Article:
Researchers have also proposed that the increased activity of cytokines (chemical messengers that coordinate and regulate immune responses) contributes to some forms of IRIS. DeSimone's group pointed out that decreases in HIV viral load may alter levels of interleukin 12 (IL-12), a mediator of anticryptococcal activity, resulting in meningitis symptoms. Guillaume Foulon and colleagues from Hôpital Tenon in Paris found that interleukin 2 (IL-2) and interferon-gamma appeared to speed the development of sarcoidosis in two subjects in the early stages of anti-HIV therapy. (Sarcoidosis is a chronic disease of unknown origin characterized by inflammatory nodules in the lymph nodes, lungs, skin, and bones.) The study authors also noted a case of sarcoidosis appearing two months after IL-2 was added to an existing antiretroviral regimen.
The incidence (rate of new cases) of IRIS varies depending on the study, the population under investigation, and the associated pathogens involved. In one cohort of 52 subjects with previously diagnosed CMV retinitis, 19 of 30 (63%) who responded to HAART developed symptomatic IRV, compared with no cases in those who did not respond to therapy. In a different cohort of 33 similar subjects with CMV retinitis, only six (18%) developed symptomatic IRU. In a casecontrol study of 200 ethnically diverse subjects at King's College Hospital in London, 42 (21%) experienced an IRIS event a median of 12 weeks after starting HAART. The median CD4 cell count when HAART was started in this cohort was 172 cells/mm3, and the median HIV viral load was 36,878 copies/mL.
Though most individuals starting HAART are not likely to experience IRIS, clinicians should remain alert for any paradoxical reactions. The U.S. Food and Drug Administration (FDA) appears to be encouraging greater vigilance. In January 2004 the FDA approved package labeling revisions for indinavir (Crixivan), including a warning that "immune reconstitution syndrome has been reported in patients treated with combination antiretroviral therapy (CART), including Crixivan ... which may necessitate further evaluation and treatment." A similar labeling change has since been made for other antiretroviral drugs, including efavirenz (Sustiva) and Kaletra (lopinavir/ritonavir).
While IRIS appears to be most prevalent in people with a severely compromised immune system at baseline, other risk factors common to the widely varying manifestations of IRIS are difficult to identify and are often challenging to establish even within single cohorts. In the ethnically diverse cohort from London, in which 59% of subjects were black African, 10.5% were black Caribbean, 29.5% were white, and 49% were female, the most common IRIS symptoms were more severe or recurrent genital herpes and other dermatological infections. The study authors found no well-defined, independent predisposing factors.
A multivariate, retrospective analysis of 115 subjects in Houston with Cryptococcus neoformans infection found only two risk factors for IRIS: timing of antiretroviral therapy (initiation of HAART within 30 days of C. neoformans diagnosis), and a higher initial level of C. neoformans antigen in the cerebrospinal fluid, which suggests a greater intensity of initial infection. Interestingly, demographics, baseline CD4 cell count (which was very low among all subjects, though significantly higher in those with IRIS), type of antiretroviral therapy, and type of antifungal agents used were not associated with developing immune reconstitution syndrome. (C. neoformans is the fungus that causes cryptococcal meningitis, an inflammation of the membranes surrounding the brain and spinal cord, and other forms of cryptococcosis.)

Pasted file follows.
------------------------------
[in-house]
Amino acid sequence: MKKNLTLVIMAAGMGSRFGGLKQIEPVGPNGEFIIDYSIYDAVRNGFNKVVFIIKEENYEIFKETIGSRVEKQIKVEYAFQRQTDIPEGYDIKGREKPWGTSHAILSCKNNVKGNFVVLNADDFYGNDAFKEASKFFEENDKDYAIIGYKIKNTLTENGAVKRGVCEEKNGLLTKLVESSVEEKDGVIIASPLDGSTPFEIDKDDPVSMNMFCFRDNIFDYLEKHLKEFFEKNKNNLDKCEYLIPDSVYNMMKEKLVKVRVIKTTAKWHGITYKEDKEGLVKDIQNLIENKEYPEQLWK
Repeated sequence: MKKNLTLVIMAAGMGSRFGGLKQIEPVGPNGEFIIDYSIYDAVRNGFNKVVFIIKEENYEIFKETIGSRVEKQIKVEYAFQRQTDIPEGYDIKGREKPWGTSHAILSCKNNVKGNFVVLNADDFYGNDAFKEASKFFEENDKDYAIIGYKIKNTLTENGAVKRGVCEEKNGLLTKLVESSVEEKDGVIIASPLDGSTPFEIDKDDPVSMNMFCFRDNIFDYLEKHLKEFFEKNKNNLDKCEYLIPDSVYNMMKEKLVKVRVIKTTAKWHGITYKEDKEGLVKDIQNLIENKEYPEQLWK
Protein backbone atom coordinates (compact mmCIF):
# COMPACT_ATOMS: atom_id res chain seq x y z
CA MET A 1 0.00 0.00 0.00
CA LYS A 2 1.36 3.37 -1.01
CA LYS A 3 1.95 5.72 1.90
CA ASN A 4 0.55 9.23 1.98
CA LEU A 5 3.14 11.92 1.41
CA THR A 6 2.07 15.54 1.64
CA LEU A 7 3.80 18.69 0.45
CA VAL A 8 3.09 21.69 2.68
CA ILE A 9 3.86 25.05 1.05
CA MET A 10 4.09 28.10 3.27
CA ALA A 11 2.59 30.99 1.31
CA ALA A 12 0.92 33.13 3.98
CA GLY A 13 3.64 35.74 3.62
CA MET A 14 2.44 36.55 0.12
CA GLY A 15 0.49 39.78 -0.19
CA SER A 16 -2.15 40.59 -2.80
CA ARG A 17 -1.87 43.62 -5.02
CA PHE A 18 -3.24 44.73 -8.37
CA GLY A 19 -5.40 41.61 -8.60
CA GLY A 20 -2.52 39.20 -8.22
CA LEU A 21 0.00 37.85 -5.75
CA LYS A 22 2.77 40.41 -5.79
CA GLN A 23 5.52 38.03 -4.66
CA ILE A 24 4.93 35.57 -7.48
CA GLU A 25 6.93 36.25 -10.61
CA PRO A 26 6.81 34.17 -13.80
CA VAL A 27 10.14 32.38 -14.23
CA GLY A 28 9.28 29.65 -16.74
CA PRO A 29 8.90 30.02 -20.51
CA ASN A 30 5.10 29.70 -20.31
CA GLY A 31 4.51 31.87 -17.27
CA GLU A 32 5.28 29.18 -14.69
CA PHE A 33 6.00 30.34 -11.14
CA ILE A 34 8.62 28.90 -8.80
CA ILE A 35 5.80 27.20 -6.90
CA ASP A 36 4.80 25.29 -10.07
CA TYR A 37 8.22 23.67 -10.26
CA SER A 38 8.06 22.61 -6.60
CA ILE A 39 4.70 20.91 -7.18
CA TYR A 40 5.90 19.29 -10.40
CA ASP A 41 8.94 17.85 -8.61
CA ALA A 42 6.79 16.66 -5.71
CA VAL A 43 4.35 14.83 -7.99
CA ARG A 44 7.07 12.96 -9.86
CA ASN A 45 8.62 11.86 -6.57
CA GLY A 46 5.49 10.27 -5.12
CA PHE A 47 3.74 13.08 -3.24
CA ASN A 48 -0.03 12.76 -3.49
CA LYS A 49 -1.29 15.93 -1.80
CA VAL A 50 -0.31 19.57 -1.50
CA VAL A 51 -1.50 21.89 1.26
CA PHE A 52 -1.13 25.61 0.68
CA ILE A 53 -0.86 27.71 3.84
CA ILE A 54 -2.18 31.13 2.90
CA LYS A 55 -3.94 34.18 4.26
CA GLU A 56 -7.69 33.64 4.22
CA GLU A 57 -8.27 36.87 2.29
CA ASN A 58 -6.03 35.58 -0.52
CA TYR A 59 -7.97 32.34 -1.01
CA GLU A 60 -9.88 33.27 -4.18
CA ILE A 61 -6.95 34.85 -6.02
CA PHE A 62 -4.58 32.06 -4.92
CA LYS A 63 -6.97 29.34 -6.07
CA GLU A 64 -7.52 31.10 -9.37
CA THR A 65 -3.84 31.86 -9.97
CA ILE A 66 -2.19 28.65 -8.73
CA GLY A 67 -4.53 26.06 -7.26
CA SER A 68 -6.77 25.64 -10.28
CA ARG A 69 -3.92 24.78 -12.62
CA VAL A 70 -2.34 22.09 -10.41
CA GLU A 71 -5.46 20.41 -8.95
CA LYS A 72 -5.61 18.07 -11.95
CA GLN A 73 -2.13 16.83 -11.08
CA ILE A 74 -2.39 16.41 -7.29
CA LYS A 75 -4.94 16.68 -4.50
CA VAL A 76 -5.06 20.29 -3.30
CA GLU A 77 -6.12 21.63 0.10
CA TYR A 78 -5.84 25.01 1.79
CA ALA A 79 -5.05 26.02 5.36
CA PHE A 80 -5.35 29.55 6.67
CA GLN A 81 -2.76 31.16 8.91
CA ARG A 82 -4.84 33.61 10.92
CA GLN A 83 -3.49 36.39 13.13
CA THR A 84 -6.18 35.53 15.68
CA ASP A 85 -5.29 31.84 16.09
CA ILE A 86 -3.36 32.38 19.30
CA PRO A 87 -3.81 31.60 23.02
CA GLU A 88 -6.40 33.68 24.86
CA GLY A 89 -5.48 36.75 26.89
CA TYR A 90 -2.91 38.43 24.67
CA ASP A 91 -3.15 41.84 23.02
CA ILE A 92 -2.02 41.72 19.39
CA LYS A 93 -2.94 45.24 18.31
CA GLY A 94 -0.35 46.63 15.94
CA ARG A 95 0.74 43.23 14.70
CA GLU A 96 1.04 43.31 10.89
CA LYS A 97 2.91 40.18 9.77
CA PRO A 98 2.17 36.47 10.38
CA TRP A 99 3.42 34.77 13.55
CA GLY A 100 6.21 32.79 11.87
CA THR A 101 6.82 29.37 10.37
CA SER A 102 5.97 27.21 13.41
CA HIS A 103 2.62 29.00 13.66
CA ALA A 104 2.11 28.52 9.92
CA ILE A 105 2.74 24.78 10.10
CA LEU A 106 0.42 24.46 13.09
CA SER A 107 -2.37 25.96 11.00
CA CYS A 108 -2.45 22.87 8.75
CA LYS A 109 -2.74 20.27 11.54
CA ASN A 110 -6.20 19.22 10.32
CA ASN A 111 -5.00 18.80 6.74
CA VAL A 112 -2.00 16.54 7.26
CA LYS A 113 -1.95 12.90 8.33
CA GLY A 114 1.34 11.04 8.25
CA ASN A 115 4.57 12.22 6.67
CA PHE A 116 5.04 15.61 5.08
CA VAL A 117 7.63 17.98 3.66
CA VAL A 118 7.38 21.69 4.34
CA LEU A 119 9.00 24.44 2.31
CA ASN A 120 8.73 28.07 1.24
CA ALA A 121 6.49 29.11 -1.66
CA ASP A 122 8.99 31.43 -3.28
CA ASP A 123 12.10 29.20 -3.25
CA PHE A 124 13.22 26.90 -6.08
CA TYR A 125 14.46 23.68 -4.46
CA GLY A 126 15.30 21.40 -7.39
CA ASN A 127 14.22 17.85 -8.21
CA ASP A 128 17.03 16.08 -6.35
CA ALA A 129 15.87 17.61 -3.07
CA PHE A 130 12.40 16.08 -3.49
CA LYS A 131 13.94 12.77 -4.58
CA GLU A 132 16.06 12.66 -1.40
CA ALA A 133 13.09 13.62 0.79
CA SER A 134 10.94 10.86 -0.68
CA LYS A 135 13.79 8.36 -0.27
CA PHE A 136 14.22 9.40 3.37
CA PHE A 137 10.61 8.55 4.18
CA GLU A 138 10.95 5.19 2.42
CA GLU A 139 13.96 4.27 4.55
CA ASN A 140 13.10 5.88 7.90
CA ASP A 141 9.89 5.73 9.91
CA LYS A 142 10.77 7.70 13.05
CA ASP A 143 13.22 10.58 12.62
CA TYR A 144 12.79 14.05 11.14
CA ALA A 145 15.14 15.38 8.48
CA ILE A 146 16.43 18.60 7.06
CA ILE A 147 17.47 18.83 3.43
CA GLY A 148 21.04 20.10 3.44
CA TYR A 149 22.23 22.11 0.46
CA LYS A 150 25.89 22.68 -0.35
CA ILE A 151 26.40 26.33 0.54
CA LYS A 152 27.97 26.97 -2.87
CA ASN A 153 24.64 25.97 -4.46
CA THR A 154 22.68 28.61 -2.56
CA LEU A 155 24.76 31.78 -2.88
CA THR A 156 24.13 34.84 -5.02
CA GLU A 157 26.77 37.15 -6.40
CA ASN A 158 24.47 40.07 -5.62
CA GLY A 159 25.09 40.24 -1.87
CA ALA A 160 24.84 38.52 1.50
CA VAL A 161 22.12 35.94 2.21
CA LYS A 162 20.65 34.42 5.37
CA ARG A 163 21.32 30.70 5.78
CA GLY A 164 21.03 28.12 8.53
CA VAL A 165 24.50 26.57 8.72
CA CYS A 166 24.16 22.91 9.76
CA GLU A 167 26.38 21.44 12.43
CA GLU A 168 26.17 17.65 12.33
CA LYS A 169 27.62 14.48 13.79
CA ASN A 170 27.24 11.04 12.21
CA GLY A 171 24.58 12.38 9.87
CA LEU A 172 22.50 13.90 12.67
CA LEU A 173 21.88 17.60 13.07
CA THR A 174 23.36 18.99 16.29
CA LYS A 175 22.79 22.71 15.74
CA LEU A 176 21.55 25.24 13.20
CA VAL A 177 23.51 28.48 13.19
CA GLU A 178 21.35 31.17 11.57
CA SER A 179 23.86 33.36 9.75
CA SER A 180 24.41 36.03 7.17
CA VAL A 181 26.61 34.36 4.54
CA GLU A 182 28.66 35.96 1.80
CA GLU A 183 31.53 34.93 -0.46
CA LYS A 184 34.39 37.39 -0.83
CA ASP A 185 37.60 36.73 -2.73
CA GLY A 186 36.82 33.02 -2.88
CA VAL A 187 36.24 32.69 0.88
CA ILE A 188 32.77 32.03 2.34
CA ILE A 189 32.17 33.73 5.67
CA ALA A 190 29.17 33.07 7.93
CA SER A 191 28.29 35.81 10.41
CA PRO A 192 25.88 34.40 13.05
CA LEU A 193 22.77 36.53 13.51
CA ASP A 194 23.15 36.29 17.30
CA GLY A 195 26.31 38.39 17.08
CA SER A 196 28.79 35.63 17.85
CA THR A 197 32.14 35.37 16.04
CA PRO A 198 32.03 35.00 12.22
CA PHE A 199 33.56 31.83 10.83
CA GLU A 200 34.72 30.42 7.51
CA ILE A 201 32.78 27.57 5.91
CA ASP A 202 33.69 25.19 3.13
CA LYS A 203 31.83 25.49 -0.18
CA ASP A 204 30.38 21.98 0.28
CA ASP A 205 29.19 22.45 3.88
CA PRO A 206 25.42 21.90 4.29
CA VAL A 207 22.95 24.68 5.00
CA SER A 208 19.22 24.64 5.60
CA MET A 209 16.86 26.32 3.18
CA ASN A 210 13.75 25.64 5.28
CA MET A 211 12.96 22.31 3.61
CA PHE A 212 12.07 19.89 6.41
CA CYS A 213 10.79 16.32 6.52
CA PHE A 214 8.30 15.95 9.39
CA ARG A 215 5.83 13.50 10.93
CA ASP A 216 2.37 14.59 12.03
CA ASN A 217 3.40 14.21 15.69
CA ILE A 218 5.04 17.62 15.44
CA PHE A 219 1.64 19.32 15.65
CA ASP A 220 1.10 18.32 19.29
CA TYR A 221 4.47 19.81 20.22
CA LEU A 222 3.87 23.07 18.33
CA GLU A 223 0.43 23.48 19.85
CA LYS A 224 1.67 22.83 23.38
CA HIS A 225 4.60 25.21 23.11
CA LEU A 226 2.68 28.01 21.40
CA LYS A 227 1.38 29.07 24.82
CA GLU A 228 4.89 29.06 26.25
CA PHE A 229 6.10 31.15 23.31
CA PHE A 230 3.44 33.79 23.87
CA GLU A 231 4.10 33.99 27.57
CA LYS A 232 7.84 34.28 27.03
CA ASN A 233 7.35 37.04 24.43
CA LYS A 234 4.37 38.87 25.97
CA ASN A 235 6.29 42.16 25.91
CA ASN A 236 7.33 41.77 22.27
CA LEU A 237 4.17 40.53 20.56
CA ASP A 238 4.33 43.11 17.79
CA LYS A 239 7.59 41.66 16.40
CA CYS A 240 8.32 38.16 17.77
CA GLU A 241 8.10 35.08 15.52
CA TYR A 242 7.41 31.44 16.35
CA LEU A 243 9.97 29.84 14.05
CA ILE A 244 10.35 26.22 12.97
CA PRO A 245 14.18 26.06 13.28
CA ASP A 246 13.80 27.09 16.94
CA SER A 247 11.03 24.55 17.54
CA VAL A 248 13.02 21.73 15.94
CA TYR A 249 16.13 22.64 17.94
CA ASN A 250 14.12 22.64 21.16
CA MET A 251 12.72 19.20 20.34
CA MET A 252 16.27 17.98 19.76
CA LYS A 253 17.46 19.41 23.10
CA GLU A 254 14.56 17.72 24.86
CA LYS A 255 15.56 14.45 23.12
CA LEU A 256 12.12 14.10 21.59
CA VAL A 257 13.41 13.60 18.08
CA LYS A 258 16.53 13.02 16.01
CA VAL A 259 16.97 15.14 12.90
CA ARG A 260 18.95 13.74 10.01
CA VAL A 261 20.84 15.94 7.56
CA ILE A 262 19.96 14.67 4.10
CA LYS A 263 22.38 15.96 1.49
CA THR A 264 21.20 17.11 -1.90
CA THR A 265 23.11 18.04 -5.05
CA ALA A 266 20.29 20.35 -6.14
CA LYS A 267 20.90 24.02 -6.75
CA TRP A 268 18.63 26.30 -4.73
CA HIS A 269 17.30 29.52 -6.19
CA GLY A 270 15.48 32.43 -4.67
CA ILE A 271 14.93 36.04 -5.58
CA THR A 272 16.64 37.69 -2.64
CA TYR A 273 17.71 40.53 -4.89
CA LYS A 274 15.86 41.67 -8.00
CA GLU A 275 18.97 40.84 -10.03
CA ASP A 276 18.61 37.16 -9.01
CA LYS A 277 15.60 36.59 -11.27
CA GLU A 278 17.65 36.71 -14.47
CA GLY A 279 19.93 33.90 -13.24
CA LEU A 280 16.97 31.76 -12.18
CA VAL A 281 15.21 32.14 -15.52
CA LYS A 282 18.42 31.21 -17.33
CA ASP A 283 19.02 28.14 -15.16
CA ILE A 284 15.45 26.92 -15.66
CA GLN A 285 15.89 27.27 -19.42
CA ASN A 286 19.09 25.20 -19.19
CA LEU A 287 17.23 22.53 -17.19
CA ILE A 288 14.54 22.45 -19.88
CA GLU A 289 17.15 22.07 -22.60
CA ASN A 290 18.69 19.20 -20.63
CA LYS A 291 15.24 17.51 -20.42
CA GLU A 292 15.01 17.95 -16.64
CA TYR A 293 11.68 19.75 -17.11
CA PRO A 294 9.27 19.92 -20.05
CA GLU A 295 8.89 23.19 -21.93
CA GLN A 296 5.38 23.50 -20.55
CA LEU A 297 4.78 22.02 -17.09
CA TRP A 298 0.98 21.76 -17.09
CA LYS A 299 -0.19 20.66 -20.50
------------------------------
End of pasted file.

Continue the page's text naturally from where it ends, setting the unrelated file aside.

Use of cytokines such as IL-2 to treat HIV infection might put some individuals at risk for developing IRIS. Furthermore, people with certain genetic mutations of their innate cytokines may be more likely to experience an inflammatory reaction after starting HAART. As Patricia Price and colleagues from Royal Perth Hospital in Australia reported in the October 18, 2002 issue of AIDS, cytokine mutations play a role in forms of IRIS related to mycobacterial and herpesvirus infections. For example, a certain tumor necrosis factor (TNF)-alpha mutation was found in 13 of 25 subjects (52%) with herpesvirus-related IRIS but in none of 11 subjects with mycobacterium-related IRIS.
In cases in which IRIS and not disease progression can be diagnosed, different approaches to treatment have been used. Inflammatory reactions may be treated with antimicrobial agents directed at the underlying infection, including possible intensification of medications already in use. Clinicians might also treat the inflammatory component with steroids or nonsteroidal anti-inflammatory agents. Continued use of HAART may be all that is necessary for IRIS to resolve. In fact, the consensus is that antiretroviral therapy should not be stopped in almost all cases of paradoxical inflammation.
These interventions are mostly based on published case reports and other anecdotal clinical evidence, as there are currently no guidelines for managing IRIS. Nevertheless, outcomes are almost invariably better in people with IRIS than in those who are HIV positive with clinical progression of a given disease. Some outcomes, as in the French study of sarcoidosis, are similar in people with IRIS and in HIV negative individuals who develop the genuine disease.
While HAART-associated inflammatory reactions may be bothersome and occasionally severe, Bruce Walker, MD, of Harvard Medical School claims that the syndrome should be "grounds for great optimism." According to Walker, the IRIS phenomenon shows that functional immunity can be restored in HIV positive individuals, and that subsequent, specific immune responses can be directed toward common pathogens. The hope is that researchers will eventually find a way to bolster the body's immune responses against HIV itself using HIV-specific CD4 cells to naturally suppress the virus.
Nicholas Cheonis is editor of BETA.
This article was provided by San Francisco AIDS Foundation. It is a part of the publication Bulletin of Experimental Treatments for AIDS. Visit San Francisco AIDS Foundation's Web site to find out more about their activities, publications and services.